Gilbane Advisor 3-28-17 – customer experience, millenials, ad agencies, software complexity

Next-generation customer experience

How do you link customer experience operationally and improve CX beyond individual touchpoints to succeed throughout the customer journey? Read More

McKinsey-Customer-Journey-Experience

 

Three millennial tech myths busted

Ben Bajarin shares findings from a recent study of mostly 18-24 year olds. Many of you are likely to be surprised by at least one of the “busted myths”, that: “Millenials are Done with Facebook”, “The PC is Dead to Millenials”, and “Face to Face Meetings are not Desirable”. Read More

Complexity and strategy

and cost and return in building software products. This is both fascinating as an inside look at Microsoft Office development and competitive strategy, and important for software development and product managers new to large complex products.

I struggled with how to think about complexity through much of my career, especially during the ten years I spent leading Office development. Modeling complexity impacted how we planned major releases, our technical strategy as we moved to new platforms, how we thought about the impact of new technologies, how we competed with Google Apps, how we thought about open source and throughout “frank and open” discussions with Bill Gates on our long term technical strategy for building the Office applications. Read More

Ad agencies and accountability

…if Google and Facebook have all of the responsibility, then shouldn’t they also be getting all of the money? What exactly is WPP’s 15% being used for? … If ad agencies want to be relevant in digital advertising, then they need to generate value independent of managing creative and ad placement: policing their clients’ ads would be an excellent place to start. Read More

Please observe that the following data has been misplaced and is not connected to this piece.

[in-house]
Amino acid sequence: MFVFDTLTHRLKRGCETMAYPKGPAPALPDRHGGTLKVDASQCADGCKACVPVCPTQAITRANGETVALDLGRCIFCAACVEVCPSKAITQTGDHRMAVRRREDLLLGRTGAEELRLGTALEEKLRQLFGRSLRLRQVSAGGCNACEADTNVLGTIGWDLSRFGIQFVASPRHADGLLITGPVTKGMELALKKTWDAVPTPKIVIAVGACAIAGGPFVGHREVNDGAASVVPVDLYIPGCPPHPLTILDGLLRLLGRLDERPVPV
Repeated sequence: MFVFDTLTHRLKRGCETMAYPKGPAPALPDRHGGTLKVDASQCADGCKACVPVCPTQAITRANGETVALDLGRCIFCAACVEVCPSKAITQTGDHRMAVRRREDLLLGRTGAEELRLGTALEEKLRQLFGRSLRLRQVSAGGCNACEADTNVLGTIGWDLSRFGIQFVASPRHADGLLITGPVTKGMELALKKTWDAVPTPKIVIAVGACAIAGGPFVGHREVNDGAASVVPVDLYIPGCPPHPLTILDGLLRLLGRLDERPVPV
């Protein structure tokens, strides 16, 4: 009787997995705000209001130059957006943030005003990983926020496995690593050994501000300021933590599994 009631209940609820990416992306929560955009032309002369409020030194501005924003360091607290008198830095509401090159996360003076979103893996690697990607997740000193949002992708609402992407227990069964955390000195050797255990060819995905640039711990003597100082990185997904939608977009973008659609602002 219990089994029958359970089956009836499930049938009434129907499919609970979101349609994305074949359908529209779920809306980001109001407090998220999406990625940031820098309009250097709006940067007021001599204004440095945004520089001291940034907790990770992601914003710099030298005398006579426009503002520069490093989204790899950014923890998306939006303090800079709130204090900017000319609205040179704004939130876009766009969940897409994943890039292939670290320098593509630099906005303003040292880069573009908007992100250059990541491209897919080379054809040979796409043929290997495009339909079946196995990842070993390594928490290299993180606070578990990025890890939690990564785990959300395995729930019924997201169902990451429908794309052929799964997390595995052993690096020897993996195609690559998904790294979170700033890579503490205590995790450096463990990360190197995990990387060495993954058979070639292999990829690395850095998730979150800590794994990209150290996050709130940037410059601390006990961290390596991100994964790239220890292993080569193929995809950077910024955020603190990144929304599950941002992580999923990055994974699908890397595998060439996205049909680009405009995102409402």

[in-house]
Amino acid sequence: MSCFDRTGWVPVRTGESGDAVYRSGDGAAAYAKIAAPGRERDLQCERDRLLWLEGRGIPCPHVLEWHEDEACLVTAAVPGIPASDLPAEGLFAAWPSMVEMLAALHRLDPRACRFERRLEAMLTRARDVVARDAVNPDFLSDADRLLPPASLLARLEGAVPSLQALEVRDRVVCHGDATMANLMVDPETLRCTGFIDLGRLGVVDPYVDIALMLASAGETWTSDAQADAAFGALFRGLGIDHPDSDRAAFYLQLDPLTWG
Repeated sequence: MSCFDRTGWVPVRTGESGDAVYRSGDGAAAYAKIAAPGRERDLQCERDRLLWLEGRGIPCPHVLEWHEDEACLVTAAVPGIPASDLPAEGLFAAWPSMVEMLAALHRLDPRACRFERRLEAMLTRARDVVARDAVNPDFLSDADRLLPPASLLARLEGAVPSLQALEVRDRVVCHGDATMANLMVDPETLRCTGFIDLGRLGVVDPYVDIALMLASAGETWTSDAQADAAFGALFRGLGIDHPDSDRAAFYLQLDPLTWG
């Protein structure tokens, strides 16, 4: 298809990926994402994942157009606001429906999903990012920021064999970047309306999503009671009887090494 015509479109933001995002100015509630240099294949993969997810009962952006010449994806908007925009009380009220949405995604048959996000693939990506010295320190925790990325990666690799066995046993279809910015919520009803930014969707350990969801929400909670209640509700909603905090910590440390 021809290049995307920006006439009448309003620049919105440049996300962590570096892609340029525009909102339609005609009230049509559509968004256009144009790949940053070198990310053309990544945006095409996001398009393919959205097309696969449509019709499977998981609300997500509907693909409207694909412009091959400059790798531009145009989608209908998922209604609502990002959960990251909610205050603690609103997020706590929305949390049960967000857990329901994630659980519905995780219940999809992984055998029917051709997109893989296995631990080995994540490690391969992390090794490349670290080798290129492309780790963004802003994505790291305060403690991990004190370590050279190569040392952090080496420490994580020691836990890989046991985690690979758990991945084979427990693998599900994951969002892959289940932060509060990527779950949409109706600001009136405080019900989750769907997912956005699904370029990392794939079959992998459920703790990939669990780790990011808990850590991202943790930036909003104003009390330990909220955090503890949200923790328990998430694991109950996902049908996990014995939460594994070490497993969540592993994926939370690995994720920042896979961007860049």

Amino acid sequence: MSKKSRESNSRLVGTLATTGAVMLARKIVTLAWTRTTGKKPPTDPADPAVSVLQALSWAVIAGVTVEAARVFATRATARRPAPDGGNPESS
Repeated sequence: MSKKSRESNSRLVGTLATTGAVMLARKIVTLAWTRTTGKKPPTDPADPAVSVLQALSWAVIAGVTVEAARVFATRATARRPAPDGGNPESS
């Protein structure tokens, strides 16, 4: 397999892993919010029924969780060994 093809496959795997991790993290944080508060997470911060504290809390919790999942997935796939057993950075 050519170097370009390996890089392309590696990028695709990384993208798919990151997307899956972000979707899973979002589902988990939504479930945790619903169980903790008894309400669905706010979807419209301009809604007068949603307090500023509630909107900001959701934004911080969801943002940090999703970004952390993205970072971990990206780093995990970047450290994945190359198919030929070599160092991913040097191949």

How AI can solve 3 pain points in marketing

Lots of hype around AI technologies solving everything (before taking over that is). Time to focus on use cases. Three in marketing are: “lack of reliable, centralized data”, “talent bottleneck”, (or cognitive overload), and the “inability to calculate ROI”.  Read More

Also…

Think of all the helpful apps for aging boomers… DeepMind Finds Way to Overcome AI’s Forgetfulness Problem via Bloomberg

Handy, one each for B2B and B2C… The Startup Idea Matrix via Medium 

Yes, JavaScript is still #1 but where do all the others stand?… The RedMonk Programming Language Rankings: January 2017 via RedMonk

Ever hopeful… Publishers see long-term potential, short-term hurdles in messaging platforms via Digiday

You’d think they would have tested first… WhatsApp brings back text Status it replaced with Stories via Techcrunch

Gilbane Advisor logo

Gilbane Digital Content Conference

Mark your calendar! Call for papers coming soon.

Conference: November 28–29, 2017
Workshops: November 30
Renaissance Boston Waterfront Hotel, Boston, MA

 

Frank Gilbane’s Gilbane Advisor curates content for content, computing, and digital experience professionals. See previous issuesSubscribe to email or feedContact.

Gilbane post-conference workshops


Gilbane Boston 2016

ConferenceNovember 29 – 30 and WorkshopsDecember 1
Boston Fairmont Copley Plaza

Join our highly-respected international experts for a deep dive following our two-day conference. Register and save your seat today!

Thursday, December 1: 9:00 – 12:00

Sara Redin | Gilbane Conference

Building a Business Case for a Modern Intranet – learn more

Sara Redin, Founder, Redin Consult


Tim Bourgeois | Gilbane Conference

An Anatomy of a Digital Audit learn more

Tim Bourgeois, Executive Editor, ChiefDigitalOfficer.net and East Coast Catalyst


Tony Byrne | Gilbane Conference

The Right Way to Select Digital Content Technology – learn more

Tony Byrne, Founder, Real Story Group

Thursday, December, 1: 1:00 – 4:00

Cathy McKnight | Gilbane Conference

Mapping Customer Journeys and Managing Content: How to Align Practices for Great Customer Experience – learn more

Cathy McKnight, Vice President, Consulting, Digital Clarity Group


Heather Hedden | Gilbane Conference

Designing Taxonomies and Metadata for CMS Implementation – learn more

Heather Hedden, Senior Vocabulary Editor, Cengage Learning


Bruno Hermann | Gilbane Conference

Taking the Fast Track of Digital Globalization to Deliver Digital Experiences Globally – learn more

Bruno Herrmann, Director of Globalization and Localization, The Nielsen Company

Register today to save your seat!

Multichannel or omnichannel, you’ve got multi-challenges

Whether you prefer to focus your customer experience strategy on the “all” of “omnichannel” or the “more-than-one” of “multichannel”, you have a lot digital, physical, organizational, and operational decisions to deal with. Whatever your terminology preference, below are four relevant sessions with ten presentations at the upcoming Gilbane Conference that will provide you with plenty to think about.